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University of Missouri

Legacy of Care

Dr. Frank Mitchell did much to bring emergency medicine into the modern age.

Frank Mitchell

The late Frank Mitchell helped bring emergency medicine into the modern age. Photo by Rob Hill.

Few people have shaped Missouri health care more than Frank L. Mitchell Jr., BA ’51, BS Med ’53. The 40-year physician at University Hospital and national leader in trauma care died Nov. 14, 2014, in his Columbia home. He was 84.

In 1957, the U.S. Army drafted Mitchell during his medical residency and sent him to a 1,000-bed military hospital in Germany. During his service, Mitchell practiced trauma medicine at a level unknown in the civilian world. For starters, the Army used ambulances and helicopters with trained medical staff and on-board radios. By contrast, much of Missouri, including Columbia, still used funeral home hearses to transport the injured.

When Mitchell returned to Columbia in 1959 to practice medicine at University Hospital, he began to replicate, piece by piece, what he’d seen in the Army.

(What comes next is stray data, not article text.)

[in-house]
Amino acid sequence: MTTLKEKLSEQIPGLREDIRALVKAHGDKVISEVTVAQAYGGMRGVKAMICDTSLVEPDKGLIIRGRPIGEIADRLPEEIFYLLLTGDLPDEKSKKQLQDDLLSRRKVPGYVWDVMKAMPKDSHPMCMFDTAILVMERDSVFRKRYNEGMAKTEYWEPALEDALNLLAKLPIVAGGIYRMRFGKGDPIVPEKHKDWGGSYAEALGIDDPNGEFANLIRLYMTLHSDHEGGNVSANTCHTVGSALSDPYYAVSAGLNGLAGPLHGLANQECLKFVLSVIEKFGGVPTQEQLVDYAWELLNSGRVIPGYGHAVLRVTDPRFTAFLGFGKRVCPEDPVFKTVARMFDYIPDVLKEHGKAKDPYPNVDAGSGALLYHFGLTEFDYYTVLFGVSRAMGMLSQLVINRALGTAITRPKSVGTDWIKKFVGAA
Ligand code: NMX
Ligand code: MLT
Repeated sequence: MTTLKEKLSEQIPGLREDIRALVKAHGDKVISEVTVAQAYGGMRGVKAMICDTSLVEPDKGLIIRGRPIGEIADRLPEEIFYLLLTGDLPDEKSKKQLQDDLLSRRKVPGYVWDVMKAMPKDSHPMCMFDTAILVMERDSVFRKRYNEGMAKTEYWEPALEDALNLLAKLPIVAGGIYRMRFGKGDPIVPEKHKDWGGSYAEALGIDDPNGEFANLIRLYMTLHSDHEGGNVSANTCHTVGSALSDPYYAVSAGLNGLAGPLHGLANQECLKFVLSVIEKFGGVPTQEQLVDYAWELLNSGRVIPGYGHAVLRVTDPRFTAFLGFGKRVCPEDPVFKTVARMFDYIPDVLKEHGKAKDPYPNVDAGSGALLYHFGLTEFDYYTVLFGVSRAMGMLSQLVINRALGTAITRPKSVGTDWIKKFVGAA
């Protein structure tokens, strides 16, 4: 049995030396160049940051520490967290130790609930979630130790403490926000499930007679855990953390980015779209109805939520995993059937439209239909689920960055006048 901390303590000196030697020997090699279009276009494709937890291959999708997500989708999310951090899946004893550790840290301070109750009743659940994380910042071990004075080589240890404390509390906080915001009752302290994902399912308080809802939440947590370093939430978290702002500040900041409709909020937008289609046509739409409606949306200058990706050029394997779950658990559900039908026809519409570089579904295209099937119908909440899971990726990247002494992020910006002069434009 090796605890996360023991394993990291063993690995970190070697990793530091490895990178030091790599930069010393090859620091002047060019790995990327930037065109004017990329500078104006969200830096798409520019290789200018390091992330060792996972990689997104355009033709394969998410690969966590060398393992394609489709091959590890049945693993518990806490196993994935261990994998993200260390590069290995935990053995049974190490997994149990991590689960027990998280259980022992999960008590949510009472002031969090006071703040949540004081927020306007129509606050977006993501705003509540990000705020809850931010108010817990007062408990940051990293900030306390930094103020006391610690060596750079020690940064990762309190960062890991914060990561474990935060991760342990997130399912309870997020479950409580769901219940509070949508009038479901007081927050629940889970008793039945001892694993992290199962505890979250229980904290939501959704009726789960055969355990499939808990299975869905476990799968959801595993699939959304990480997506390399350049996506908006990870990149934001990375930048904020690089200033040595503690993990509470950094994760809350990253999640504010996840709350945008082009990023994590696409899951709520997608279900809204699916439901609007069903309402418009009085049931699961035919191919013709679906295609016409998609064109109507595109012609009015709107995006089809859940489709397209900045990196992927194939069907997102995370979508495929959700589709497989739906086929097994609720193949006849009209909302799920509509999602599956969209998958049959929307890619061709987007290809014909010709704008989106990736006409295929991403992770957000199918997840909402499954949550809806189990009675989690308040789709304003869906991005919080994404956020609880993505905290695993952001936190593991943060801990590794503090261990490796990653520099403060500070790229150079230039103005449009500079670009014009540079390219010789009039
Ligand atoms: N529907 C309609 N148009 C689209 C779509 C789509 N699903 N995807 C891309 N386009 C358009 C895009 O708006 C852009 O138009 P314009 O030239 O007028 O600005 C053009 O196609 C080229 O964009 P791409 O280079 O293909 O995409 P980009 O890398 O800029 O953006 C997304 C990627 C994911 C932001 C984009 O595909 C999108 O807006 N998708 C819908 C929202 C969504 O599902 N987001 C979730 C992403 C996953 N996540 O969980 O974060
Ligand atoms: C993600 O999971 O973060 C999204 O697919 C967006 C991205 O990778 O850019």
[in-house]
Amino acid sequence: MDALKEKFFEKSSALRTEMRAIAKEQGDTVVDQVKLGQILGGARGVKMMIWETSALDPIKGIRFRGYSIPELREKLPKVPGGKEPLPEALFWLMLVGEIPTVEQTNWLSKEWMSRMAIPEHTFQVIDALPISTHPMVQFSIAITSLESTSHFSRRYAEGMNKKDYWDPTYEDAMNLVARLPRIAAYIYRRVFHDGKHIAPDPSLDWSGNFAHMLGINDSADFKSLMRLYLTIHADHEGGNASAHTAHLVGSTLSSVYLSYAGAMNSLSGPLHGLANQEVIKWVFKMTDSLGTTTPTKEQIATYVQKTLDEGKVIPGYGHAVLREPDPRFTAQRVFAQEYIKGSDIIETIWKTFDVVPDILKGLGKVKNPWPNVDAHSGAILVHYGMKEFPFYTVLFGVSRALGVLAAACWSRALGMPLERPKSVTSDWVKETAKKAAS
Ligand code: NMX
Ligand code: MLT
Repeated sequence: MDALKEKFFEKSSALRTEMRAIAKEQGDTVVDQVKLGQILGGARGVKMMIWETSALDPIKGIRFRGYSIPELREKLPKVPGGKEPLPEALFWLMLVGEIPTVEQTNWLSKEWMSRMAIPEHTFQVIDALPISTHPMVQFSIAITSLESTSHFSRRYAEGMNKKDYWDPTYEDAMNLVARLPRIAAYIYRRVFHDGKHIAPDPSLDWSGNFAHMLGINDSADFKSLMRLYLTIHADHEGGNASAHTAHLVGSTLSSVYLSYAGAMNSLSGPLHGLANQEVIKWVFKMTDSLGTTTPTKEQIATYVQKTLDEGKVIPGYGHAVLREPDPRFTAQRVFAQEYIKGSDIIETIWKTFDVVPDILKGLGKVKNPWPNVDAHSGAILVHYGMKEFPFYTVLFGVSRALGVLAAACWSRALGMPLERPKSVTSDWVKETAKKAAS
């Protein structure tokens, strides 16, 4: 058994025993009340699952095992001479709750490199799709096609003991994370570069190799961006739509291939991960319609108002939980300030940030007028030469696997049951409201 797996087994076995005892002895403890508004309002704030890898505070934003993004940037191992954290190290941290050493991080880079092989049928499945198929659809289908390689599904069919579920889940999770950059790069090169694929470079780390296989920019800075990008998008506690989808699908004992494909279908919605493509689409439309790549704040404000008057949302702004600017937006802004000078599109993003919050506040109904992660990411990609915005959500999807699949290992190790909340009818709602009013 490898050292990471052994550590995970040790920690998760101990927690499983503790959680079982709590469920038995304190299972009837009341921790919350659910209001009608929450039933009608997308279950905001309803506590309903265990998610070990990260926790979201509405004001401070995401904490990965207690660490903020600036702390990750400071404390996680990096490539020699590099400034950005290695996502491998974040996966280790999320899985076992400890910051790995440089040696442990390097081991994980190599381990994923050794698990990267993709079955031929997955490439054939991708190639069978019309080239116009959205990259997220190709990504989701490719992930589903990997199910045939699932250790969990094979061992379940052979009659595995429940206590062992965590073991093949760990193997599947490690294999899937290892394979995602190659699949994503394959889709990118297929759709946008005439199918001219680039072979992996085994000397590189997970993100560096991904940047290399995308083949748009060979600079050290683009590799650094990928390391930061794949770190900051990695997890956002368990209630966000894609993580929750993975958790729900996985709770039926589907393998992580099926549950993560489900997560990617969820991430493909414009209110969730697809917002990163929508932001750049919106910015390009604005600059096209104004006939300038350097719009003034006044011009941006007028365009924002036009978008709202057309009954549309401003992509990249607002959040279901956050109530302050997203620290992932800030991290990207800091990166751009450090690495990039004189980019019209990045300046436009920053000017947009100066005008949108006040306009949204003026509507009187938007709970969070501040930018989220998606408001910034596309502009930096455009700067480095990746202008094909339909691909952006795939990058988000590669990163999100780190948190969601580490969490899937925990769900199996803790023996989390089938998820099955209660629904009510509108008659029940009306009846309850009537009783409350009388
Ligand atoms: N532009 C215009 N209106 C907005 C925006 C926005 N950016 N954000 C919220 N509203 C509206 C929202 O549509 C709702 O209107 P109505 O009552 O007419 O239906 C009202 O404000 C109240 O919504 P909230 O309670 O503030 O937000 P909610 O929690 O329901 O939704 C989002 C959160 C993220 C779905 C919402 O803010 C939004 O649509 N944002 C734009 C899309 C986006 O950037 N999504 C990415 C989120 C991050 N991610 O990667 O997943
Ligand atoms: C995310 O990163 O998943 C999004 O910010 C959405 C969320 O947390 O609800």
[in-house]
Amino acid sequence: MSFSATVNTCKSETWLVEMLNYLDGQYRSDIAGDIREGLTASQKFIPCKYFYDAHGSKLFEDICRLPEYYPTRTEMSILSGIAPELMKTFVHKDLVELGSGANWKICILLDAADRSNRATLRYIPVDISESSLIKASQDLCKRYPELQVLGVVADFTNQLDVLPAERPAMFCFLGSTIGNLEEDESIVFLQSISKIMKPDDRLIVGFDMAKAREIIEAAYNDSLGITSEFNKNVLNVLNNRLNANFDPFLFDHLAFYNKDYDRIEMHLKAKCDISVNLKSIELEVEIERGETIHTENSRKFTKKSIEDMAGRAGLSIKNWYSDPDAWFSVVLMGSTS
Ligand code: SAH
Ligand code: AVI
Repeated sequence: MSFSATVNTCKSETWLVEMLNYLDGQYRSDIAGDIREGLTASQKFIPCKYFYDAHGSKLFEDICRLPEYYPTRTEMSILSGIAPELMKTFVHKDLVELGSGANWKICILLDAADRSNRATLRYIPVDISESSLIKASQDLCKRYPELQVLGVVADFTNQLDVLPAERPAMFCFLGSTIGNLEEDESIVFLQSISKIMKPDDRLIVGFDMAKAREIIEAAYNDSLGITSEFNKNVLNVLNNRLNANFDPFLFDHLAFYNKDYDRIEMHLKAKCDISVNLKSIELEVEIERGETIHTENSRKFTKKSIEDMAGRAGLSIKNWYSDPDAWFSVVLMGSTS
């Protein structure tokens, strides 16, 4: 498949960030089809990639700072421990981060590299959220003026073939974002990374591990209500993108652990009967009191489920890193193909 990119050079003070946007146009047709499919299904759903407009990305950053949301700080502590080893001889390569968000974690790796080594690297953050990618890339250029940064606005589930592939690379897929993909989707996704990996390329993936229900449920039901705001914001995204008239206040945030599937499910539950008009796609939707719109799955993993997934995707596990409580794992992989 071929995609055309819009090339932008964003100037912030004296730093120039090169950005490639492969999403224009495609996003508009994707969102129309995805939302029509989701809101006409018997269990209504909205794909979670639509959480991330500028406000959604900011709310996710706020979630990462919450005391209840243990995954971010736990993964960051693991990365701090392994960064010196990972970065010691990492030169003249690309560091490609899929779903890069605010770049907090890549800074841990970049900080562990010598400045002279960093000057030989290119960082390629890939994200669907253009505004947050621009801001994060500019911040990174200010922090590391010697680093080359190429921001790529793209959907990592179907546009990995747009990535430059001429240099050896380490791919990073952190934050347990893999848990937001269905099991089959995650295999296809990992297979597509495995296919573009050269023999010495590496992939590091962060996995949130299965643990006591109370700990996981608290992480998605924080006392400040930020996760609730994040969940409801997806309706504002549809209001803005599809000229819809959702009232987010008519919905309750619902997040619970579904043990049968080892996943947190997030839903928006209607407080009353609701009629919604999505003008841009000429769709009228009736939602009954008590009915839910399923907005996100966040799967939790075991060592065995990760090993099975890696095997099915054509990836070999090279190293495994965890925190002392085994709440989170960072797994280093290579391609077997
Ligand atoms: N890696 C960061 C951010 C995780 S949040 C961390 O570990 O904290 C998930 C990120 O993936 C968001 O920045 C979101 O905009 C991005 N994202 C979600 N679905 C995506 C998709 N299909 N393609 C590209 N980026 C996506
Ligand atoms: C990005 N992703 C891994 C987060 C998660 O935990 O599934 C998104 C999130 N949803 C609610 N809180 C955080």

He helped usher in an era of ambulances, helicopters and paramedics. As the first chair of the American College of Surgeons’ Trauma Verification Review Committee, he helped establish rigorous national standards for trauma care centers and standardized quality-of-care practices, “Dr. Mitchell helped make modern trauma care what it is today,” says Dr. Stephen Barnes, trauma surgeon for MU Health Care and chief of the division of acute care surgery at the School of Medicine. “He did it modestly and quietly, with his top concern always what was best for the patient.”

During an interview with MIZZOU magazine in January 2013, Mitchell called his accomplishments a matter of being “fortunate.”

“All my life I’ve been fortunate that things happen, and I just happen to be in the right place,” he said. Modest indeed.

But Mitchell had more than mere luck; he had vision and the tenacity to make it happen. “There’s always people who don’t want to do something,” he said. But that doesn’t mean you should stop. “You can’t make everybody happy.”